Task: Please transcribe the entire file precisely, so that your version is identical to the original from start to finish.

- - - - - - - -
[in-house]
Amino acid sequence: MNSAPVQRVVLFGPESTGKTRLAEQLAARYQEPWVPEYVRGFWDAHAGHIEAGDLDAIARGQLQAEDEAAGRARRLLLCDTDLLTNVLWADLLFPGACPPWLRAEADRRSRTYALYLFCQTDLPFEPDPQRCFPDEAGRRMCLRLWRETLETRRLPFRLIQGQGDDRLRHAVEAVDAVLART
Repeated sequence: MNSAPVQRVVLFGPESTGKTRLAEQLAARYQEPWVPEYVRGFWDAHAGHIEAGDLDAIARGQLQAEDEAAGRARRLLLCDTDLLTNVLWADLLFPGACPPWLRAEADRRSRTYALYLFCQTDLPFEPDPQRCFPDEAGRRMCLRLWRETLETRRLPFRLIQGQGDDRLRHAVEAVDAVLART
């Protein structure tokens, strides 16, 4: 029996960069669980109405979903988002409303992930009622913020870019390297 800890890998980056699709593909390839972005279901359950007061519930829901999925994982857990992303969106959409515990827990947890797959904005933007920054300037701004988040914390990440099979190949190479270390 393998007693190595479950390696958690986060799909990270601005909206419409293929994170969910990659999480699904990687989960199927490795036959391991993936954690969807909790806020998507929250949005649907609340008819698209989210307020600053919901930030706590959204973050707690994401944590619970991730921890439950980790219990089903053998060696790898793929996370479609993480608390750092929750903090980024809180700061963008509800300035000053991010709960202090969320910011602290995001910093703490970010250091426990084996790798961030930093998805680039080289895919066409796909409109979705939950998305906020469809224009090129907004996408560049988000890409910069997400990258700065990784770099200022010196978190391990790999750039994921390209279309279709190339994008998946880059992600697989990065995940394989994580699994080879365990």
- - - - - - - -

[in-house]
Amino acid sequence: MNSAPVQRVVLFGPESTGKTRLAEQLAARYQEPWVPEYVRGFWDAHAGHIEAGDLDAIARGQLQAEDEAAGRARRLLLCDTDLLTNVLWADLLFPGACPPWLRAEADRRSRTYALYLFCQTDLPFEPDPQRCFPDEAGRRMCLRLWRETLETRRLPFRLIQGQGDDRLRHAVEAVDAVLART
Repeated sequence: MNSAPVQRVVLFGPESTGKTRLAEQLAARYQEPWVPEYVRGFWDAHAGHIEAGDLDAIARGQLQAEDEAAGRARRLLLCDTDLLTNVLWADLLFPGACPPWLRAEADRRSRTYALYLFCQTDLPFEPDPQRCFPDEAGRRMCLRLWRETLETRRLPFRLIQGQGDDRLRHAVEAVDAVLART
């Protein structure tokens, strides 16, 4: 029996960069669980109405979903988002409303992930009622913020870019390297 800890890998980056699709593909390839972005279901359950007061519930829901999925994982857990992303969106959409515990827990947890797959904005933007920054300037701004988040914390990440099979190949190479270390 393998007693190595479950390696958690986060799909990270601005909206419409293929994170969910990659999480699904990687989960199927490795036959391991993936954690969807909790806020998507929250949005649907609340008819698209989210307020600053919901930030706590959204973050707690994401944590619970991730921890439950980790219990089903053998060696790898793929996370479609993480608390750092929750903090980024809180700061963008509800300035000053991010709960202090969320910011602290995001910093703490970010250091426990084996790798961030930093998805680039080289895919066409796909409109979705939950998305906020469809224009090129907004996408560049988000890409910069997400990258700065990784770099200022010196978190391990790999750039994921390209279309279709190339994008998946880059992600697989990065995940394989994580699994080879365990």